News

Day 3 of ‘Looking for the Longitude’: ‘the impossible problem’

  • 17 June 2016
Manuscript copy collated by William Wildman Barrington, 1764, pen and ink, 32.0 x 20.3 mm

National Maritime Museum, William Wildman Barrington, Sir Isaac Newton’s Opinion given in 1714, Manuscript copy collated by William Wildman Barrington, 1764, pen and ink, 32.0 x 20.3 mm

Newton was consulted extensively by Parliament in the process of drawing up the Act and had expressed the widely held opinion that it was, in fact, probably impossible to find longitude at sea. He laid out the range of instrumental and mathematical solutions that were known in theory, but very difficult to make practical at sea. They required accurate clockwork or minute observations of the moon and stars.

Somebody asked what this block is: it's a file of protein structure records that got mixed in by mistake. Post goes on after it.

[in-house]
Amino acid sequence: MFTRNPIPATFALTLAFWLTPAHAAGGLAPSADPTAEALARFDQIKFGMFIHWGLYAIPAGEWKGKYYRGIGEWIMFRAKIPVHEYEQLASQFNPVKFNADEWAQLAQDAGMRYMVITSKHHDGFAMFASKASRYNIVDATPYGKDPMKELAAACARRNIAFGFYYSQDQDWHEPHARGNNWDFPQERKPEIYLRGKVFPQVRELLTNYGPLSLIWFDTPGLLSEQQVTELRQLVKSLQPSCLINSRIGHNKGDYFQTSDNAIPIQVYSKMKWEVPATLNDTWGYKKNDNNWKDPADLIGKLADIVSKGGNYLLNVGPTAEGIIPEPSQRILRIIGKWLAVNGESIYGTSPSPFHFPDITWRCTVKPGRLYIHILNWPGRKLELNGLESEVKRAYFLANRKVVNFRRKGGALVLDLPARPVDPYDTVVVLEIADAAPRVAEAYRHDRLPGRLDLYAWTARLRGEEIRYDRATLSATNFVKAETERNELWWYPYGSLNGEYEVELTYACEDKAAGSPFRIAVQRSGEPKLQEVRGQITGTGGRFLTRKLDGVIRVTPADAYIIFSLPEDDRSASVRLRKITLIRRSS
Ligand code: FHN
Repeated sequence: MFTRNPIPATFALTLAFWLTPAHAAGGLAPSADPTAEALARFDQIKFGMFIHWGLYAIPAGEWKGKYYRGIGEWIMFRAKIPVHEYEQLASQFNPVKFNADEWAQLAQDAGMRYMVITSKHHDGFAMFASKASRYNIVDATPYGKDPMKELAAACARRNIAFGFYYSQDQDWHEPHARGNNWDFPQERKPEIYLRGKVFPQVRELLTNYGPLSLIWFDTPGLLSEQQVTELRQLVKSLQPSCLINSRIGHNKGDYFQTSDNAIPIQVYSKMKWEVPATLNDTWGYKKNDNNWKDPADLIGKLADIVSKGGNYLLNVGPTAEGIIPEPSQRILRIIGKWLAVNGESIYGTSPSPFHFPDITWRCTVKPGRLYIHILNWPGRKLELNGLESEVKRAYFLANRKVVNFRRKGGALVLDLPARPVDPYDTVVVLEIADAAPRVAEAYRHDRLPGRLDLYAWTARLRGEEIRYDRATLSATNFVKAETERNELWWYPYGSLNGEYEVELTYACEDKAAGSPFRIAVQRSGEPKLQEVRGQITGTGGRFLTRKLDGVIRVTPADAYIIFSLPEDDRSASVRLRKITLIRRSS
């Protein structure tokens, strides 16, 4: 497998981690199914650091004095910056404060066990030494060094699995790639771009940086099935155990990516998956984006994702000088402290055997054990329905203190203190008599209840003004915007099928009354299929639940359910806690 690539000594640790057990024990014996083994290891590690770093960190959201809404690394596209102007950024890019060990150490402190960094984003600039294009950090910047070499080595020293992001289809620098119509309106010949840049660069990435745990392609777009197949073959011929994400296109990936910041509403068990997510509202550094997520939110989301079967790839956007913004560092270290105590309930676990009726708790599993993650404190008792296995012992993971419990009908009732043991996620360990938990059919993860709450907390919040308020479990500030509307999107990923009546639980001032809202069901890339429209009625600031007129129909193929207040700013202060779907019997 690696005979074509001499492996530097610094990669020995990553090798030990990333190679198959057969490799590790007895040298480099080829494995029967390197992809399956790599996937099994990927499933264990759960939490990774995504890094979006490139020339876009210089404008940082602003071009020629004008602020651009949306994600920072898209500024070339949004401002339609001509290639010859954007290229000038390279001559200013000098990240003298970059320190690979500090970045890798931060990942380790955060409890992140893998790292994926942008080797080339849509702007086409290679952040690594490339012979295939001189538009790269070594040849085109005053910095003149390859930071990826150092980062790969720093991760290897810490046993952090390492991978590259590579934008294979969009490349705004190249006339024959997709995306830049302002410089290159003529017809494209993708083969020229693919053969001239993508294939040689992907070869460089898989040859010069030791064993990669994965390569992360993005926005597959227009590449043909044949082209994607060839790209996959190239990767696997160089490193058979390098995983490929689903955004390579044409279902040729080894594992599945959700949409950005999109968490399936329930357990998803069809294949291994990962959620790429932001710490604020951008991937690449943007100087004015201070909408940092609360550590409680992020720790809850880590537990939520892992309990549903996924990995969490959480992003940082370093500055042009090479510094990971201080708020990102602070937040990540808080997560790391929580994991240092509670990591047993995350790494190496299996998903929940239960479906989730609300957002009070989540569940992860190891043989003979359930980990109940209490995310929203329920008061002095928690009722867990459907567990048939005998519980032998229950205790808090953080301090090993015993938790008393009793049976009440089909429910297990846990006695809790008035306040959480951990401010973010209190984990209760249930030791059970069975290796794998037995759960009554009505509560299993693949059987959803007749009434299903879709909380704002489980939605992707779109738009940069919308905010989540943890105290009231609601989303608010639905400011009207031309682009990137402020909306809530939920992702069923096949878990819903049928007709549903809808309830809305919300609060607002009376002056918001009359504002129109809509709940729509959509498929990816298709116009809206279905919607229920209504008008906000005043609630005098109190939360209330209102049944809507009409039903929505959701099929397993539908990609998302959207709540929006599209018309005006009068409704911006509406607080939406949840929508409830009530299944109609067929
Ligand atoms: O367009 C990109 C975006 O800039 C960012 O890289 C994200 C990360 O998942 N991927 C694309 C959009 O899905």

This, then, was the impossible problem promising enormous reward money, which fired public imagination and inspired Hogarth’s longitude madman. By 1735 many texts and images had developed a complex iconography around “the longitude”.

Read day 3 by expert Rebekah Higgitt, University of Kent, on being a Commissioner of longitude